Virtual reality might be the new reality for concerts, home renovation, roller coasters, and commercial real estate.

Oculus Rift, Samsung Gear VR, Magic Leap, Google Daydream View, HTC Vive, and PlayStation VR have created immense buzz about the potential of Virtual Reality (VR). VR has been met with great excitement and an equal amount of exaggeration over how quickly the average person will adopt the new technology.

20 Innovative Ways Companies Are Using Virtual Reality

If the Pokémon Go phenomenon taught us anything, it's that millions of people are ready to embrace some form of augmented or virtual reality. However, it is still hard to picture what it might be like to use VR on a daily basis in life or at work.

Here are 20 innovative ways companies are using virtual reality.

  1. Live Nation will live stream 10 concerts via the Live Nation Channel on the NextVR app that's compatible with Samsung Gear VR and Oculus Rift headsets.
  2. Six Flags Over Georgia debuted North America's first VR coaster where riders wear Samsung Gear VR headsets and become co-pilots on their own virtual fighter jets in a futuristic battle to save Earth.
  3. YouVisit creates VR tours of colleges to enhance the traditional university campus tour with rich-media, video content, and 360-degree panoramic views.
  4. Altoura VR creates One-Touch VR tours and experiences for the commercial real estate industry.
  5. Lowe's created Holoroom where shoppers provide the dimensions of a room and can then see a VR mock-up of their renovation plans. Shoppers can then port the design plan to Google Cardboard and take the VR mock-up home.
  6. Rukkus, a VR ticket vendor, allows customers to see their seat via a VR depiction of the entertainment venue or sports arena before they decide to buy the tickets.
  7. BMW's Motorrad Vision Next100 concept motorcycle uses VR goggles to provide the rider active feedback about road conditions.
  8. Altspace VR allows participants to watch live debates virtually where attendees are represented as avatars and emojis are used to express reactions.
  9. Formula E recently released four VR highlight packages of their best races where viewers can choose different camera angles.
  10. Toms Shoes created the "A Walk In Their Shoes" VR campaign that shows the journey of one Toms customer meeting a child in Colombia.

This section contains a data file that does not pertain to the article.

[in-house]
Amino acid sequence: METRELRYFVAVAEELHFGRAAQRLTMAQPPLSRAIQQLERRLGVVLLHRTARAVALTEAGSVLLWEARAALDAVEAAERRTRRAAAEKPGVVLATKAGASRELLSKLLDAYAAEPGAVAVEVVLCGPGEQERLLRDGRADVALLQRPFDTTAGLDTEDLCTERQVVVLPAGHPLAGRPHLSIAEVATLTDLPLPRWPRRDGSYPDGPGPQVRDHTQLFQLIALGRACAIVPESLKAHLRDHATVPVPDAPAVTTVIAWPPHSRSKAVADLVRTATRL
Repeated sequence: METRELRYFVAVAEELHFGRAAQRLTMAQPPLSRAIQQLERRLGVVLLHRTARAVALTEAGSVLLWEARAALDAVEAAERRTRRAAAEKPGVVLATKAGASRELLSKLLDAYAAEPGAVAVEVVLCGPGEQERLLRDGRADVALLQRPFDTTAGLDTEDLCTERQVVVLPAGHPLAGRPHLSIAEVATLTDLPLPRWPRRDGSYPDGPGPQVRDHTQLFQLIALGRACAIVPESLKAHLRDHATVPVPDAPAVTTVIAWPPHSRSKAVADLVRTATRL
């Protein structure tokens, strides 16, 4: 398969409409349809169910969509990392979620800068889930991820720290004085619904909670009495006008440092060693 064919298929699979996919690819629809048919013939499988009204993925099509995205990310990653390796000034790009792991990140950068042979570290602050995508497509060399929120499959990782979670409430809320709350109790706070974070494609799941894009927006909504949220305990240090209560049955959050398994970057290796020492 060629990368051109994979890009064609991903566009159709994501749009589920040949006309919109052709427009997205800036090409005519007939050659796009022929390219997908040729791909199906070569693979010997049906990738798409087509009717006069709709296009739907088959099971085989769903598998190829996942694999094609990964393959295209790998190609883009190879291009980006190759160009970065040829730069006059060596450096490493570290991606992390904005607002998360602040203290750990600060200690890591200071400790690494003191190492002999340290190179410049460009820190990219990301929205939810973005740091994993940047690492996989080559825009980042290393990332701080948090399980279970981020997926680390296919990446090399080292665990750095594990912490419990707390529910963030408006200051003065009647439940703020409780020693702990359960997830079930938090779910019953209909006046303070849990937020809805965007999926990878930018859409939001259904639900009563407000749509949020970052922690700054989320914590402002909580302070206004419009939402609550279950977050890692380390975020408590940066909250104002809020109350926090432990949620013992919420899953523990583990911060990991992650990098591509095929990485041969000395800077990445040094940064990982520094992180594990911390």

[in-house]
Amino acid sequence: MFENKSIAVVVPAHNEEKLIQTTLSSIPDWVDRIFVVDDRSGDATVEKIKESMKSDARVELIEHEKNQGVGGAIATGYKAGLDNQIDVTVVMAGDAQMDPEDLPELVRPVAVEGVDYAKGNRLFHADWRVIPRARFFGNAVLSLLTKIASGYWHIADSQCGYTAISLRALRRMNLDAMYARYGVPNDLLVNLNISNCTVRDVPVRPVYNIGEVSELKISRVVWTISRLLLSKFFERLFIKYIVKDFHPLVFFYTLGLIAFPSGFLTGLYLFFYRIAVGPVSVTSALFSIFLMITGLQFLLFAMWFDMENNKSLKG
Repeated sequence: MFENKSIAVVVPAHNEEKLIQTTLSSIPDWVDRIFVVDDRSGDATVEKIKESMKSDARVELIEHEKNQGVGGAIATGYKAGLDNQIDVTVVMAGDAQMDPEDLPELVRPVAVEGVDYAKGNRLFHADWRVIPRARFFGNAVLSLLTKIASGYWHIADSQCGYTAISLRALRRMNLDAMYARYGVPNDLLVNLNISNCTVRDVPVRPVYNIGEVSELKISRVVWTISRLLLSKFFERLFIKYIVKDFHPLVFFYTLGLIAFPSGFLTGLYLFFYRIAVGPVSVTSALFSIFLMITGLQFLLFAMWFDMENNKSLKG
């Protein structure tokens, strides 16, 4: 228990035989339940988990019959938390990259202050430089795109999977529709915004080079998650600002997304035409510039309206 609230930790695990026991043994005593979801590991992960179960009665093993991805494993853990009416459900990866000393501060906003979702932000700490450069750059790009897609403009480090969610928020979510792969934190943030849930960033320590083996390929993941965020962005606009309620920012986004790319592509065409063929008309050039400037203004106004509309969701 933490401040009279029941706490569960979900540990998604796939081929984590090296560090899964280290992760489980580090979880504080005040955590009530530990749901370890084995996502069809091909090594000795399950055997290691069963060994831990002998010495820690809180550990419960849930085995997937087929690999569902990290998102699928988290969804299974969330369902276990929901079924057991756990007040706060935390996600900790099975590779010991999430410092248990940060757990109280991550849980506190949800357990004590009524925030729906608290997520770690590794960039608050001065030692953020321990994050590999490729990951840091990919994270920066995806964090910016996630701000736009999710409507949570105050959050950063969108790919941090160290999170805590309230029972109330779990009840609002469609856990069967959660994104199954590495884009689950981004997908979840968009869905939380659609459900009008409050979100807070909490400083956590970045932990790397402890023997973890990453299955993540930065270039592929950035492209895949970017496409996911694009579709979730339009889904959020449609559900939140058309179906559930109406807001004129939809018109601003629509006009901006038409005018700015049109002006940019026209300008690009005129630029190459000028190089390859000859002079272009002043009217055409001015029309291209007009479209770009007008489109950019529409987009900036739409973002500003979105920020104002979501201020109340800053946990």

11. In the 2016 NBA finals, the Cleveland Cavaliers gave out cardboard VR headsets(that also doubled as beer carriers) for attendees to experience player intros, a look inside the locker room, and a court side view of the national anthem.
  12. Cirque du Soleil's traveling Kurious puts VR users in the center of the action via a360-degree camera in the center of the performance.
  13. GeoVegas offers 360 video of Las Vegas attractions, hotels and more.
  14. North Face brings the wilderness inside by allowing shoppers to view VR videos of rock climbing in Yosemite via VR headsets inside their stores.
  15. Marriott "redefined the future of travel" by delivering a VR experience via an Oculus Rift headset inside a special Teleporter station.
  16. Ikea immerses users in a VR kitchen where they can walk around freely, open drawers and redecorate.
  17. Toyota created an Oculus Rift app to raise awareness about distract driving among teens.
  18. Europe's biggest tour operator Thomas Cook used Samsung Gear headsets to show potential travelers their dream vacation by transporting them via VR.
  19. eBay launched the "world's first virtual reality department store" where shoppers can look through thousands of products and select items using only sight via Samsung's Gear VR.
  20. New York Times VR allows users to experience stories reported by award-winning journalists via an immersive, 360-degree video experience.

Although the above are interesting uses of VR, the first live demo in VR that Mark Zuckerberg performed on October 6th at Oculus Connect showcases the most compelling case of what it will actually be like to hang out with friends, collaborate with colleagues, take a virtual selfie and, of course, post to Facebook.

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This article was originally posted on Ryan's Inc.com column, Next Generation Insights.


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